Knowledge has become the key economic resource and the dominant–and perhaps even the only–source of competitive advantage.
-Peter F. Drucker
But, if we are successful in capturing and structuring the valuable experience within the minds of the best, we are very well set for changing perspective. Combining world class products with world class service is the path to a “whole product“ – not just the core physical product (e.g. a wind turbine or a hauling truck) but the complete package that provides the customer with a 360 degree experience comprised of product, consultancy, extensions/add-ons and services.
But, how do we get from being product oriented to being service oriented?
The Product Service Shift
To get to high levels of service using automation and AI, businesses need to embrace digitalisation on many levels. Digitalisation and Industry 4.0 are no longer options or something that only the major players are doing – it has become critical to stay in front, let alone survive. It’s quickly becoming a do or die thing that needs to be considered and worked into the strategy in all departments. It’s no longer an option whether to use Internet of Things or not as data is becoming a strategic element at the core of service and support. Customers are demanding access to data, and suppliers are weary about giving it out … owning data represents huge revenue opportunities and sales are demanding new services to go along with the products. Profits from a complex asset sale is diminishing and profits are increasing in service. This means that in order to stay ahead, sales need more than a product, they need a product and a range of value adding services – data driven intelligent service solutions is a big part of that offering and customers are coming to expect that they can get access to equipment state data, performance data, diagnostic data and optimal troubleshooting information for their technicians.
Service is indeed shifting from a cost consuming necessity to a revenue generating business unit that opens op for new business opportunities.
Service customers don’t want features, they want outcomes
Customers no longer wants to buy just a product, they want to buy a complete experience. Energy companies don’t buy Wind Turbines, Gas Turbines and Nuclear Power Plants, they buy energy. This means that when they procure a Wind Turbine, they want 99% uptime that turns into an expected amount og megawatts of energy at the lowest possible cost. It’s the job of the Wind turbine manufacturer to provide a complete package consisting of the actual machine, the installation, commissioning, service & maintenance and troubleshooting in case of unscheduled maintenance. Telecommunications customers don’t buy modems, routers, WiFi access points, cables and mbit up/down speeds, they buy an internet connection that needs to be available 24 hours a day throughout the entire house and when downtime happens, the vendor needs to be available on the channels that the customer happens to use at the time and the customer expects a personalized support experience.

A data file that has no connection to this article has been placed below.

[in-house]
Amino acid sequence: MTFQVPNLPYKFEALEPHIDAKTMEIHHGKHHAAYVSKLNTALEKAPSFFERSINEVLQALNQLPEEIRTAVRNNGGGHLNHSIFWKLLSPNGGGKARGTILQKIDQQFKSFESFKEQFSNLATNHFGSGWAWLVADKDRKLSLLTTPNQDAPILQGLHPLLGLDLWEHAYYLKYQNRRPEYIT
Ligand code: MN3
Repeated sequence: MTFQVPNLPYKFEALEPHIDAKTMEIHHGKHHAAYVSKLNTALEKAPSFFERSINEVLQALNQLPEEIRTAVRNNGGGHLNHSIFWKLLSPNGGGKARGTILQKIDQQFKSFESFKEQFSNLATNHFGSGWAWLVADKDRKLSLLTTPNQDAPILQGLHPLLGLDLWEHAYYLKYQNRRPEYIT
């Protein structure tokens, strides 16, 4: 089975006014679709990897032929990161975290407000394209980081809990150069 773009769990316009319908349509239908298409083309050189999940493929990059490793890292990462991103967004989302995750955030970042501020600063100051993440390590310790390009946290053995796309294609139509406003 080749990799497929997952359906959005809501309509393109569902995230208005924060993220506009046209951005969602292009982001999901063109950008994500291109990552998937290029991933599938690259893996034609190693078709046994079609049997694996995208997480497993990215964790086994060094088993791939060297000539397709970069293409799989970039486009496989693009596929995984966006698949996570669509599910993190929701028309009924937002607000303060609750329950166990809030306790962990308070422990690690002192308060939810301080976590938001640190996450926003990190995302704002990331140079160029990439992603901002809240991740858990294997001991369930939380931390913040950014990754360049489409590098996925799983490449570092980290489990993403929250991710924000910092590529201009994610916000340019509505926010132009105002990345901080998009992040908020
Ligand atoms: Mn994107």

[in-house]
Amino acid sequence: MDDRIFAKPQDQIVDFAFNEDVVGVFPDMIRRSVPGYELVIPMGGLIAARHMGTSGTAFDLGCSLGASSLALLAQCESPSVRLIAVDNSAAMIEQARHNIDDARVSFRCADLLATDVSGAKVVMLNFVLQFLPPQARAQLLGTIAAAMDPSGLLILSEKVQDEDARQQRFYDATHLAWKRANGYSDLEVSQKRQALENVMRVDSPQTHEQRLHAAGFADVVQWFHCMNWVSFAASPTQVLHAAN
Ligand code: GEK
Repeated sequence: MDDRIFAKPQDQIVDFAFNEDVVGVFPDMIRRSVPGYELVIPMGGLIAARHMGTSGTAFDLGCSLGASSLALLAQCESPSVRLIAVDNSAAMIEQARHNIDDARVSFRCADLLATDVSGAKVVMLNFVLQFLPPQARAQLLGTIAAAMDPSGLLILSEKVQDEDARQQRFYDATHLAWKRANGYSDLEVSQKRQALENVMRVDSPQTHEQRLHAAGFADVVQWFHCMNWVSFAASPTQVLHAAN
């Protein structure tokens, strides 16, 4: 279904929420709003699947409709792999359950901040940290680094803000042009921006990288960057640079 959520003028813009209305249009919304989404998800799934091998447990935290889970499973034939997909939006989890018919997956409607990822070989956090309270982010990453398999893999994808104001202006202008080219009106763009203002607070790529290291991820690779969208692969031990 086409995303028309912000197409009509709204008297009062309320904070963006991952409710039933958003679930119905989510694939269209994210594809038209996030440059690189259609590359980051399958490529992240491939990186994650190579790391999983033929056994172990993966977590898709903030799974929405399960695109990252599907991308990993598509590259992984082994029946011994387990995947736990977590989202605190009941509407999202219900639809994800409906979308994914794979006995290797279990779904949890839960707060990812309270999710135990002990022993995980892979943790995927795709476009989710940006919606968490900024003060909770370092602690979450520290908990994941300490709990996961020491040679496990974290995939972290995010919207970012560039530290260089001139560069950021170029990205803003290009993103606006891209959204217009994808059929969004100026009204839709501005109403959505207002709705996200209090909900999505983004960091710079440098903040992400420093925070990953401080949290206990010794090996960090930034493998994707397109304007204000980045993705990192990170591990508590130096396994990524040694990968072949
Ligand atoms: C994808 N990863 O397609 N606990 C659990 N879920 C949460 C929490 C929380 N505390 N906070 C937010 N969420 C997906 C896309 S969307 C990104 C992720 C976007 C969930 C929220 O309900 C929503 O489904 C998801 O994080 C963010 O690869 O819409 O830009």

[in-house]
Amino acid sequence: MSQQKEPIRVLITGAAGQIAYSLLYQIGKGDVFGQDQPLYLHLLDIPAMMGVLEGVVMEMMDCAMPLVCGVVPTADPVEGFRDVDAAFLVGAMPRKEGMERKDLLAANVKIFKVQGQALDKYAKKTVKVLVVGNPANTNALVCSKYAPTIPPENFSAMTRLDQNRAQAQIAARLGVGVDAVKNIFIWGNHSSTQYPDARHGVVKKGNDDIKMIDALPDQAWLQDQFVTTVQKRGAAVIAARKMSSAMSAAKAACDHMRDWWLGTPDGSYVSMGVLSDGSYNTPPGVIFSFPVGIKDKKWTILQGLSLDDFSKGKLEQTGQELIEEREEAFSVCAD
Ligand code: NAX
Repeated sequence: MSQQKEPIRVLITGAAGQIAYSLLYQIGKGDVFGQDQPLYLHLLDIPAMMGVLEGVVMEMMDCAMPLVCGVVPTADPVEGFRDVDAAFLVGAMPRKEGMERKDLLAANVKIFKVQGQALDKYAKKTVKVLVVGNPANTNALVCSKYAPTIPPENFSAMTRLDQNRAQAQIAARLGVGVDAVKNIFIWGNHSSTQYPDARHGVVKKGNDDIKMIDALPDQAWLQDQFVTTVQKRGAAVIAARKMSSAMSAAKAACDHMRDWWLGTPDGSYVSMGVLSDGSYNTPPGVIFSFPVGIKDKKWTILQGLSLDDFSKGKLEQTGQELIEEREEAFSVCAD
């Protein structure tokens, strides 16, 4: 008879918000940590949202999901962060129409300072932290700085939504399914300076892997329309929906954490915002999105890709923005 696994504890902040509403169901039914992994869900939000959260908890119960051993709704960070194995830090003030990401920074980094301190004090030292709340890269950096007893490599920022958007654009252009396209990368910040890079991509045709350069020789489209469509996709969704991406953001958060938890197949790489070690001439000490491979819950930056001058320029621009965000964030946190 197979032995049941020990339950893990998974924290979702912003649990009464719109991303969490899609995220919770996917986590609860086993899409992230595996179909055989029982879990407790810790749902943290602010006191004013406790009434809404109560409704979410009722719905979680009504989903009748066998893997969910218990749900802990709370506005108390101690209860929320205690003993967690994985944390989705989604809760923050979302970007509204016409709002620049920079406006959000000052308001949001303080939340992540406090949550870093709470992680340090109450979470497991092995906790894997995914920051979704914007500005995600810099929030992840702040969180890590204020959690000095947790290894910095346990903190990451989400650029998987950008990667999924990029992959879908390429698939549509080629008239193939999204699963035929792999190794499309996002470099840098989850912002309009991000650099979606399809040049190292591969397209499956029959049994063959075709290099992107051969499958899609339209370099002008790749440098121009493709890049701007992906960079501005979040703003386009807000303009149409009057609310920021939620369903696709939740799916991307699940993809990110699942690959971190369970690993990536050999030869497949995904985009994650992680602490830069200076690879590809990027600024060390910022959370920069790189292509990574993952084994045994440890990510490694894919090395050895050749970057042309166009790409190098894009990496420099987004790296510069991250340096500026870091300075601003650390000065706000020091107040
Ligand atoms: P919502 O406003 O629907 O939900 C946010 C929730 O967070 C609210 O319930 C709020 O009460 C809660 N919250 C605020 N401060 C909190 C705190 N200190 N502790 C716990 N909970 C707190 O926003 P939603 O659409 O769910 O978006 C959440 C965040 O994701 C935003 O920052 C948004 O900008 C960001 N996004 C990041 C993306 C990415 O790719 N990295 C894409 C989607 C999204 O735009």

Industrie 4.0 and the Service Challenges
The term “Industrie 4.0” was coined as part of a long term high-tech strategy of the German government promoting digitalisation within manufacturing. The purpose of the strategy was to formulate a set of design principles that support companies in the computerisation of their operations. The term has since spread to the rest of the world and today we see many companies adopting some of the principles of Industry 4.0 in their own journey to become digital leaders in service and support within their field.
The 4 basic design principles of Industry 4.0 are:
- Interoperability: The ability of machines, devices, sensors, and people to connect and communicate with each other via the Internet of Things (IoT) or the Internet of People (IoP).
- Information transparency: The ability of information systems to create a virtual copy of the physical world by enriching digital plant models with sensor data.